SSD pricing continues to be competitive, and if I were buying an SSD today, I would have a tough decision ahead of me. The Crucial BX100 would be the obvious choice, with its good speed, super-low power consumption, and attractive price, at $99 for the 250GB model and around $185 for the 500GB model. But […]
Before the Amiga was a computer, Amiga was a struggling independent company trying to stay in business so it would get its chance at changing the world. In order to make ends meet while they developed their multitasking computer, Amiga produced and sold joysticks for the game systems and computers that were already on the market. […]
Since questions occasionally come up, and I remember well what it was like owning a Commodore in the 1980s in the United States, I’ll share my recollections of it. It was very different from computing today. It was still interesting, but it was different.
Dan Bowman kindly pointed out to me that former Commodore engineer Bil Herd wrapped up his discussion of the ill-fated Commodore TED machines on Hackaday this week. Here in the States, few remember the TED specifically, but some people may remember that oddball Commodore Plus/4 that closeout companies sold for $79 in 1985 and 1986. The […]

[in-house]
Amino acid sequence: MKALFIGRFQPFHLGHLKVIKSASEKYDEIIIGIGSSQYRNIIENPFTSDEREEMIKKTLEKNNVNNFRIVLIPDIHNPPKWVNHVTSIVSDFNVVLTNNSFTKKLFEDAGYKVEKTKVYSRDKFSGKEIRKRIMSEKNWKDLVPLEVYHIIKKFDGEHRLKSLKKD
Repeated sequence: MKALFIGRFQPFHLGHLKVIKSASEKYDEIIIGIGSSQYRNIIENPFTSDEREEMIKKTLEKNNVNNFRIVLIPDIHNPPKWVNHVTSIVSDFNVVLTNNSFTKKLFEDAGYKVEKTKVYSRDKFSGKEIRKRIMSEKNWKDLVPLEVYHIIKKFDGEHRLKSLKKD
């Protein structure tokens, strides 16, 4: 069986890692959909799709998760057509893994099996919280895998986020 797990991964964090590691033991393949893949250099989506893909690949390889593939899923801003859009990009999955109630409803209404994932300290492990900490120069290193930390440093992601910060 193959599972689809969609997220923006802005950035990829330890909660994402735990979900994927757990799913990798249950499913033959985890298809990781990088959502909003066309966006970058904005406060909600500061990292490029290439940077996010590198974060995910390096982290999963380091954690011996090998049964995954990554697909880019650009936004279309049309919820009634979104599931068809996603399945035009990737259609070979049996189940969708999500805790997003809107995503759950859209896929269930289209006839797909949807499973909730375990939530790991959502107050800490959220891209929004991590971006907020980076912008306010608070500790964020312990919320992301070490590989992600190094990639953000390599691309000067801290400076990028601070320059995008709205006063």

A rather hastily written and sloppily edited piece showed up on Slashdot yesterday morning that caught my attention, because it was about the Amiga 2000. The Amiga 2000 is a dear machine to me; in 1991, our family upgraded to one from a Commodore 128. I still have both machines, and there isn’t much that […]
I wanted to like the Moto E, for sentimental reasons. The Motorola who made this phone isn’t the same Motorola who made the MC68000 CPU in my Amiga, and it’s not the same Motorola that built the hulking briefcase-sized bag phone Dad toted around in the 1980s, but the logo is the same. The stingy […]
It was 50 years ago this month that IBM released the first modern mainframe, the System/360. The System/360 was notable for being the first series of systems built with interchangeable parts, rather than being custom-built. It’s also notable because its direct descendants are still in production: In the 1970s, it became the System/370, the System/390 […]
I found this piece advocating teaching kids to be hackers. That’s hackers in a probing, discovering sense, rather than the trouble-causing, nefarious sense. I found myself agreeing and disagreeing with this article at the same time.
I’m reading a book called Trade-Off, by former USA Today technology columnist Kevin Maney. It’s primarily a marketing book. Maney argues that all products are a balance of fidelity and convenience, and highly favor one or the other. He additionally argues that failed products fail because they attempted to achieve both, or failed to focus […]